Hogmanay, Soaking Wet & Oh, Canada!
Oh, Canada! Canada Day, Saturna Island, British Columbia, 2010
As we in the U.S. get ready to celebrate our Independence Day on July 4, this week’s prompt takes me back to Saturna Island, a small island between British Columbia’s mainland and Vancouver Island. On July 1, 2010, my wife and I got to be honorary Canadians for a day, as we celebrated Canada Day at a lamb BBQ with nearly 1,000 people.
Here’s the original post: Oh, Canada! – Antsaint
It’s not the only holiday that comes to mind, though…
Hogmanay, Edinburgh, Scotland, 2000
“Do you have some emergency food?” Mom asked from Virginia, USA, where she was convinced this may be our last phone conversation ever.
It was Dec. 31, 1999, and while my mom fretted on one end of the line, I sat in my flat in Edinburgh, Scotland, and thought about the massive street party I was going to later. But first I had to talk with Mom. One of my sisters had become obsessed with the Y2K bug, and was convinced that all civilization would cease existing on Jan. 1, 2000. Or, rather, Jan. 1, 1900, since all the clocks and timekeeping circuitry and code in the world would get the year wrong, prompting the collapse of life as we knew it.
“We have some canned tuna and about 10 bottles of wine,” I replied.
“Aren’t you worried?” she asked.
“New Zealand will be celebrating soon,” I said. “I’m going to check the news in a little while, and if New Zealand still exists, I’m not going to worry about a thing.”
Not the most assuring words for a son to give his mother, I suppose in retrospect. But then again, I’m not the one still working through a storm shelter supply of canned potatoes.
Since you’re reading this and I’m writing this, we know the world is still turning and civilization continues to tick along in its spit-and-duct-tape cutely enduring, endearing way. And it began anew that New Year’s Eve night in Edinburgh, when the party was on.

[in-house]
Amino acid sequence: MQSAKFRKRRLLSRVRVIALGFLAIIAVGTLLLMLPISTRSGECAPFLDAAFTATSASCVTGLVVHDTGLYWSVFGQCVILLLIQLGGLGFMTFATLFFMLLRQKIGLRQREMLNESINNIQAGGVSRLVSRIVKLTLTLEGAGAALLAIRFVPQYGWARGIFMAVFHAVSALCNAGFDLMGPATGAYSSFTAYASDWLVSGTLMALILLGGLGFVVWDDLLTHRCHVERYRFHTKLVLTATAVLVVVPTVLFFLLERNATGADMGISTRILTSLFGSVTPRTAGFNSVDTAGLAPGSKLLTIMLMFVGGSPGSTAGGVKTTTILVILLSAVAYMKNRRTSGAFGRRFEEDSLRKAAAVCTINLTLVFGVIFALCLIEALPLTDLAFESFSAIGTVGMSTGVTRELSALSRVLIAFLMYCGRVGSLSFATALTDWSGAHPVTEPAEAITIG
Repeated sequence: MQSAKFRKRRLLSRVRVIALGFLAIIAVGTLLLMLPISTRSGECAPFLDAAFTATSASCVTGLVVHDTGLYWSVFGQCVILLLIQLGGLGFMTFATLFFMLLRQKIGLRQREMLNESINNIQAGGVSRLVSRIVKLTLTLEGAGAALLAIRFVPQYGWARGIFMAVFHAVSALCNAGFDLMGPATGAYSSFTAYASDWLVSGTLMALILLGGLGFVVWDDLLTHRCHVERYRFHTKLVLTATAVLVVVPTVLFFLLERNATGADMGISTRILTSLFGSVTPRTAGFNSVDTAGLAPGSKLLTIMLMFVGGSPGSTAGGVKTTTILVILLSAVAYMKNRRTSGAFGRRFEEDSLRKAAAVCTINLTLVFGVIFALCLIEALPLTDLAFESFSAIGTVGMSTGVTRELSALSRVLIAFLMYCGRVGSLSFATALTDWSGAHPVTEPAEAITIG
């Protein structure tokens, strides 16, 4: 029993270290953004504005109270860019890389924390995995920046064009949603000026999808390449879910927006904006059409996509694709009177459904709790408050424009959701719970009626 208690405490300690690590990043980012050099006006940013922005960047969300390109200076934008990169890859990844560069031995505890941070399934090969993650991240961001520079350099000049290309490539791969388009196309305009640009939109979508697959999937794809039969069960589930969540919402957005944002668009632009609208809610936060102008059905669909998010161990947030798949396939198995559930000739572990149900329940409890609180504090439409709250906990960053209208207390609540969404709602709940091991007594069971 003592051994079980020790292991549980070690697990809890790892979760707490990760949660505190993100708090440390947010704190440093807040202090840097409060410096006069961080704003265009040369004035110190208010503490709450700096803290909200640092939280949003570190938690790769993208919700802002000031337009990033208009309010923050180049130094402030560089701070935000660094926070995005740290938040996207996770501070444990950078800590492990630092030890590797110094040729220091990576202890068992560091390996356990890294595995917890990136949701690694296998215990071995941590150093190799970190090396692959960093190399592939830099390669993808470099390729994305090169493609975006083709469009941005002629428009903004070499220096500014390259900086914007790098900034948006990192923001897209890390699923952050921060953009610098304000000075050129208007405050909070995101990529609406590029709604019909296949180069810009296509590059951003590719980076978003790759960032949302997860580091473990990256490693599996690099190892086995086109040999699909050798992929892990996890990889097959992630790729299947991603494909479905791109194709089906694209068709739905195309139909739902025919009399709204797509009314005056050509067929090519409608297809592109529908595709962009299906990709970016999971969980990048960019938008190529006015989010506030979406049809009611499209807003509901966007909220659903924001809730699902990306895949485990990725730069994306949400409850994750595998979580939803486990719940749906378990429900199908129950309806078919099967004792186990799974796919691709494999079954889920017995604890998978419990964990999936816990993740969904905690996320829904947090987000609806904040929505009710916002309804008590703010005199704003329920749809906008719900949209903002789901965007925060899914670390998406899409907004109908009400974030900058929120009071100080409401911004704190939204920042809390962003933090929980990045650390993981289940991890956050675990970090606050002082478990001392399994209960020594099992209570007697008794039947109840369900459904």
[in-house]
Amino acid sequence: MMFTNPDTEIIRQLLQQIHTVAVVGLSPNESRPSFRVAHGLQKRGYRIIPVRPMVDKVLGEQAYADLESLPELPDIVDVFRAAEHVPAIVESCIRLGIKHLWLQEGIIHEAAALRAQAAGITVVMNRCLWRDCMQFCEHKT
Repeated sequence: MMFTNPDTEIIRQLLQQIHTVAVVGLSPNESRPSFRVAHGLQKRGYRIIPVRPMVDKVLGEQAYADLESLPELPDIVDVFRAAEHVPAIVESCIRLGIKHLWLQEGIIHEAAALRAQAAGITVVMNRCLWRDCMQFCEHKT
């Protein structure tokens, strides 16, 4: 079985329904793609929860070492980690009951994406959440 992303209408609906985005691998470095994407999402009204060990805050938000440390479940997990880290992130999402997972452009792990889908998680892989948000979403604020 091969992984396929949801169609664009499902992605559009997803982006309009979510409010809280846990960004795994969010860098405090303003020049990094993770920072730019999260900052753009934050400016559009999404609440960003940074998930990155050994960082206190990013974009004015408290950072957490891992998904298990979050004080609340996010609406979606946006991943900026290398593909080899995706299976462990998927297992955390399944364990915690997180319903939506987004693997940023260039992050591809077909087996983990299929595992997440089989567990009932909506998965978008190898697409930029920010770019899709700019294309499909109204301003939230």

Hogmanay is the name for Scotland’s amazing New Year celebration. For one night, the city center of Edinburgh is made a pedestrian zone. We brought in a duffel bag full of beer, and spent hours wandering the crowds, dancing to live music, laughing at street theater, and talking about the excitement and buzz for the new year, the new millennium.
The world didn’t end. And we partied on.
Soaking Wet at Songkran, Bangkok, Thailand, 2004
Only the Thais could maintain such an earnest grin while dumping a bucket of water on you.
I love Thailand, but it was circumstantial that I was there for a stopover April night during the hottest part of the year and hence, the water-filled soak-fest that is Songkran, or Thai New Year.
On my way to China for a month in Tibet and Nepal, I tried not to think about how different Thailand was in comparison. Streaming water guns squirted from all directions—even up my pants leg at one point. The crowds were not people but magically floating buckets, either filled or about to be refilled. And everywhere, everywhere, the smiles and laughter of the Thais.
The Thais combine fun and circumstance in a way that I think no other culture can quite parallel: April is hot. April is New Year. We must celebrate. We must cool down. So we will celebrate New Year in the hottest part of the year by staying cool by soaking ourselves.
I wandered the streets of Bangkok for ages, wetter with every block. We laughed; the ever-contagious exuberance of those Thai smiles put a grin in my sloshy step. When I flew out to China the next day, I still wasn’t fully dried out, but I felt cleaned out inside, renewed for a new year, ready for the next adventures of travel, of experiences, of living the world.